And sure, I'll take my own medicine: do I think that my arguments are going to persuade anyone that they should think harder about their arguments? Well, maybe. I'm no master of debate, I haven't studied rhetoric, but I feel like I'm being honest, and my points ring true at least to myself. I'm not making any assumptions, I'm just talking about my observations and how I feel about them. I think it's not impossible that a sympathetic but misguided reader will see this and think a little more critically about these types of arguments in the future; but also, this journal is mostly written for myself, I don't advertise or make money from this, and I don't think my writing should necessarily be held to the same standard as those in Outside Magazine. They're intentionally seeking engagement. They're trying to draw in new readers with sharing widgets, calls to action, SEO and syndication. (That's where I first encountered the story: it was republished on Mozilla's "Pocket" service and shared on my facebook feed.) I think that makes this story a worthy subject for critique, whereas I might not have bothered if I stumbled across the same piece in someone's livejournal.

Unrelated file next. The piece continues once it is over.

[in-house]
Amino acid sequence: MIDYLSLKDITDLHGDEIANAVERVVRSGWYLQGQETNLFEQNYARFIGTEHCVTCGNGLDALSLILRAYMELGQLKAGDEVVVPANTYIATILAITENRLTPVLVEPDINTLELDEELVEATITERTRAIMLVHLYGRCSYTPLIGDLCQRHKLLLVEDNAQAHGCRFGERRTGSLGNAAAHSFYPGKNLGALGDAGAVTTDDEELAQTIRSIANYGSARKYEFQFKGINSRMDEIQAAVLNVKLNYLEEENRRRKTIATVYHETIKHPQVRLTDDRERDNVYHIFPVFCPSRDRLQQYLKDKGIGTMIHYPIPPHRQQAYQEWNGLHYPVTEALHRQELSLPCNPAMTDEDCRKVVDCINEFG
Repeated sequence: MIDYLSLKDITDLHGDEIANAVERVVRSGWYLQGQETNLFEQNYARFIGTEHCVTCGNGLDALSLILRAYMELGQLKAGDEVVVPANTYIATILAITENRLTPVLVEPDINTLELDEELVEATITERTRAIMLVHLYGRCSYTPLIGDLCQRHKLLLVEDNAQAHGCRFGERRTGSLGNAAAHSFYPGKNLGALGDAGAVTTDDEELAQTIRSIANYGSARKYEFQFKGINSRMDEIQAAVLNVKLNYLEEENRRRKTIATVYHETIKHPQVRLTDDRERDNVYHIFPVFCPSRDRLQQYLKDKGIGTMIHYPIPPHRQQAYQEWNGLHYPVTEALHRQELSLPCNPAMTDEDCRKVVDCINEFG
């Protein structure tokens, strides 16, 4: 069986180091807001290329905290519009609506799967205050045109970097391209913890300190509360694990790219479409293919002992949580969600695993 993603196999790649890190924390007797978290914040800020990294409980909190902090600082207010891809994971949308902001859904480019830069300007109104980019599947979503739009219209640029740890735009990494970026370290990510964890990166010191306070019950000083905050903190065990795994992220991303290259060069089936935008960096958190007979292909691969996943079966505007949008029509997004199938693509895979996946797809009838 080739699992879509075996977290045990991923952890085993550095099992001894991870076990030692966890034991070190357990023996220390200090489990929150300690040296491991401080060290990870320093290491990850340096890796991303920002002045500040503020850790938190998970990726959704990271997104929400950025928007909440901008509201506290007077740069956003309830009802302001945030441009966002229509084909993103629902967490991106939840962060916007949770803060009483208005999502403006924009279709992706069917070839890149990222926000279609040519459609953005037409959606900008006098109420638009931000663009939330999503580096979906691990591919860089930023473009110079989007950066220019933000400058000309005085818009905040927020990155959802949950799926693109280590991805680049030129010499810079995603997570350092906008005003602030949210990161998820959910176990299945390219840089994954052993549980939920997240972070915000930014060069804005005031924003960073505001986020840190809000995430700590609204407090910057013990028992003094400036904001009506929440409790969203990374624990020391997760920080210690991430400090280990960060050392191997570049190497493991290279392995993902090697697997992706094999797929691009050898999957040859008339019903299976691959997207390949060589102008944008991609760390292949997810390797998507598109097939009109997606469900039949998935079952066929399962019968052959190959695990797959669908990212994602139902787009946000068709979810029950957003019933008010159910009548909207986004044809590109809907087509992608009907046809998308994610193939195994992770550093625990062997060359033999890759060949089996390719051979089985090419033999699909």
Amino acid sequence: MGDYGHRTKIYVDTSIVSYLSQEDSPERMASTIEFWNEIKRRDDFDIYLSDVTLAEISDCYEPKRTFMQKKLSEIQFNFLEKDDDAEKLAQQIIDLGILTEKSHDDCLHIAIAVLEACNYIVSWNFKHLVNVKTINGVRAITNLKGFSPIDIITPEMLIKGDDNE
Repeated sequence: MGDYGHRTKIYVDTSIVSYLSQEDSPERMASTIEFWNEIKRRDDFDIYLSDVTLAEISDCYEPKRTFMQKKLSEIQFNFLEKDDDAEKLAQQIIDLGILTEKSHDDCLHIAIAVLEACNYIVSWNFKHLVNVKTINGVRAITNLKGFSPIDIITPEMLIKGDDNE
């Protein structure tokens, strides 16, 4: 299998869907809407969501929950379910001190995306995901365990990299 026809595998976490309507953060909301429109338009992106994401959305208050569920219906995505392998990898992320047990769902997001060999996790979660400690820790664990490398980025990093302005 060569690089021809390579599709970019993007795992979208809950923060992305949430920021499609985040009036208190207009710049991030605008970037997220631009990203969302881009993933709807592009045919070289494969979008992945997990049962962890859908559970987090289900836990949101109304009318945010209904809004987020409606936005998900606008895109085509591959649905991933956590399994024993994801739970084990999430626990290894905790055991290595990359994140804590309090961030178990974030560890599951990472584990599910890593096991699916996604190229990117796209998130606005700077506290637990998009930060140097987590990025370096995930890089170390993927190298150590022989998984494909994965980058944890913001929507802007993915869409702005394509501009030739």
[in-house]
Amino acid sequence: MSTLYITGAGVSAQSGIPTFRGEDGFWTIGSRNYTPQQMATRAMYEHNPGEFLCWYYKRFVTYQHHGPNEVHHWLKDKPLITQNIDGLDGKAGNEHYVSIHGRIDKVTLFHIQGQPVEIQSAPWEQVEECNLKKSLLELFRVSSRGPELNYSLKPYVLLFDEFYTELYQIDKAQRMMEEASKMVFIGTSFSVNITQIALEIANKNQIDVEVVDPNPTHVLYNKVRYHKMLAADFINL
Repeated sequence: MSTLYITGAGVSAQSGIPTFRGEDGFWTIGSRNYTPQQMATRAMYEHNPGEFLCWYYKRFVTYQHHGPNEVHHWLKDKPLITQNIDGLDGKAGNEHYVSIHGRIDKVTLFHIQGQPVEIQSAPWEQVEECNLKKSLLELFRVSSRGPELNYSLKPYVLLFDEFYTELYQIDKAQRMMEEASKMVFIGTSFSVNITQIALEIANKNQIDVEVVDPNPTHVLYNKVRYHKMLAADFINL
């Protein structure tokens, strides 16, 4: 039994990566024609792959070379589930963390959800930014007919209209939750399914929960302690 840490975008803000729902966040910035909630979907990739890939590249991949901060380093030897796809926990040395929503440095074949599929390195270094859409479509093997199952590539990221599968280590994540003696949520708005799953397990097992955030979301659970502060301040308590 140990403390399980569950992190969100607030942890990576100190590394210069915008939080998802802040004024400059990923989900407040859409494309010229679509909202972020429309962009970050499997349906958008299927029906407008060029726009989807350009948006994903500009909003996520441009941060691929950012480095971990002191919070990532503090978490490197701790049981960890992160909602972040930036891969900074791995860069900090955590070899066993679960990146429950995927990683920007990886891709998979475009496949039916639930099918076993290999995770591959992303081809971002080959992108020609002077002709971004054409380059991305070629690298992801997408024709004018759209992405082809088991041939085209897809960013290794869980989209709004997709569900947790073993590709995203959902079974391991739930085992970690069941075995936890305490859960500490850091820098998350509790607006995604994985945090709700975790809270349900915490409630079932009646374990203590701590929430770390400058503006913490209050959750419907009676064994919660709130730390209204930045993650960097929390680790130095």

Of course, I could be wrong too, so leave a comment if you have a counter-argument and I'll think about it some more.

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Aug 8, 2020

Comments for August 2-August 8; a doomy tangent

Spriteclad left a comment on New journal title; also, apropos of nothing, fuck spotify: